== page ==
Nov. 16 (Bloomberg) -- Apple Inc. began offering Beatles songs through iTunes for the first time, ending an almost decade-long stalemate with the best-selling group.
The band’s 13 studio albums, along with boxed sets and single tracks are available, Cupertino, California-based Apple said today in a statement. ITunes, music’s largest retailer, is selling single tracks for $1.29 and a set of the band’s entire collection for $149.
“In 1964, the band that changed everything came to America,” Apple said on its website. “Now they’re on iTunes.”
The absence of the Beatles has been the highest-profile hole in the catalog of Apple Chief Executive Officer Steve Jobs’s digital store. The band had kept its focus on physical media, even as a decline in compact discs sent other artists to the Web. Formed about 50 years ago, the Beatles have remained a top-seller, with customers buying more than 30 million albums in the last decade, according to Nielsen SoundScan.
Apple and the Beatles had been embroiled in a long-running legal feud. In 2007, the company and Apple Corps Ltd., the entity that handles the Fab Four’s business affairs, settled a trademark dispute about the apple name and logo.
“It has been a long and winding road to get here,” Jobs said in the statement.
Single albums cost $12.99 and double albums are priced at $19.99, Apple said. The albums also will feature unique mini-documentaries about their creation.
Ownership of the Beatle’s music catalog rests with various parties, including surviving members of the band Paul McCartney and Ringo Starr, as well as Yoko Ono and Olivia Harrison, the widows of John Lennon and George Harrison. The band’s record label EMI Group Ltd., Sony Corp. and the estate of Michael Jackson also control some rights.
“The Beatles music is one of the most complex sets of copyrights and ownership situations in the entire history of the music industry,” said Aram Sinnreich, a media professor at Rutgers University, who follows the music business.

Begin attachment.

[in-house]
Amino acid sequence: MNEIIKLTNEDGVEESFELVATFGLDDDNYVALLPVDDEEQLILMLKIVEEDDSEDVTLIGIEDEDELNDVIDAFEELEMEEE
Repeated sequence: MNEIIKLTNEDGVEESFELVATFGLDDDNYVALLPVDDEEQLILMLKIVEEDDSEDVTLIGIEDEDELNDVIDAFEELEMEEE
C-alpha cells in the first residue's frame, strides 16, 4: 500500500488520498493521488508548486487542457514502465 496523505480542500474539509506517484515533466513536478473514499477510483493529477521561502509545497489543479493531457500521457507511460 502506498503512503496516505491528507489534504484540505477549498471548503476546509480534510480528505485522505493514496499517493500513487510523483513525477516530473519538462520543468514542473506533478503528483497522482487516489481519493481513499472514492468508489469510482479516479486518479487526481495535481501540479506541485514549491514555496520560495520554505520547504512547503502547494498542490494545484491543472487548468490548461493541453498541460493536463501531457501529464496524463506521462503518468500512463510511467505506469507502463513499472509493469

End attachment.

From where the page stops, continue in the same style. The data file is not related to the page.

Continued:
EMI and its owner, Terra Firma Capital Partners Ltd., will see a much-needed boost as it faces debt payments to Citigroup Inc., which helped pay for the 2007 acquisition, Sinnreich said. The Jackson estate, also grappling with debt amassed by the late pop singer, also will benefit, he said.
Apple will sell digital versions of the Beatle’s music exclusively into 2011, said Dylan Jones, a spokesman for EMI, without being more specific.
Copyrights for some of the Beatles earliest songs will begin expiring at the end of 2012, 50 years after “Love Me Do,” was released.
Adding albums such as “Sgt. Pepper’s Lonely Hearts Club Band,” “Revolver” and “Abbey Road” to the iTunes library will be “easily” worth more than $100 million in sales, Sinnreich said.
ITunes, introduced in 2001, is the largest destination for buying music in the U.S., bigger than Wal-Mart Stores Inc. and Amazon.com Inc., according to NPD Group Inc.
The Beatles had the best-selling stand-alone album between 2000 and 2009 with their collection of greatest hits called “1,” which sold 11.5 million copies, according to Nielsen SoundScan. The band has sold more than 600 million records, tapes and CDs, according to today’s statement. Some of EMI’s earlier estimates said the sales may have topped 1 billion units.
Apple may be able to invigorate digital download purchases, which have slowed mainly as a result of reduced spending by consumers 35 years and older, said Russ Crupnick, an analyst at NPD Group. The question is whether people who already own Beatles music will download another copy from iTunes, he said.
“Many of us have already ripped their entire catalog from CDs,” Crupnick said. “This is really going to depend on whether it’s the equivalent of what the Michael Jackson events were for Sony last year, or if they are a bit late to the party.”
Jackson was the top-selling artist last year following his death, according to SoundScan.
Before today, Beatles material found its way online as a popular target on illegal peer-to-peer file-sharing sites, said Eric Garland, CEO of BigChampagne, which tracks consumption of media online at legal and unauthorized websites.
“For more than a decade, unauthorized copies of the entire Beatles catalog have been available and popular online, but your only legitimate option to buy the music was on CD,” he said.
The rock band AC/DC is among artists who have kept their music from being sold through iTunes, where the range of prices is set by Apple.
Apple fell $5.45, or 1.8 percent, to $301.59 at 4 p.m. New York time in Nasdaq Stock Market trading. The stock has gained 43 percent this year.
Adding the Beatles won’t cure the ills of the music industry, which has faced a decade-long slump in album sales, said Mark Mulligan, an analyst who tracks the music industry for Forrester Research.
“The digital music market (and the young music fans record labels’ desperately need to get engaged) need new music products, not yesteryear’s hits repackaged,” Mulligan said today in a blog post.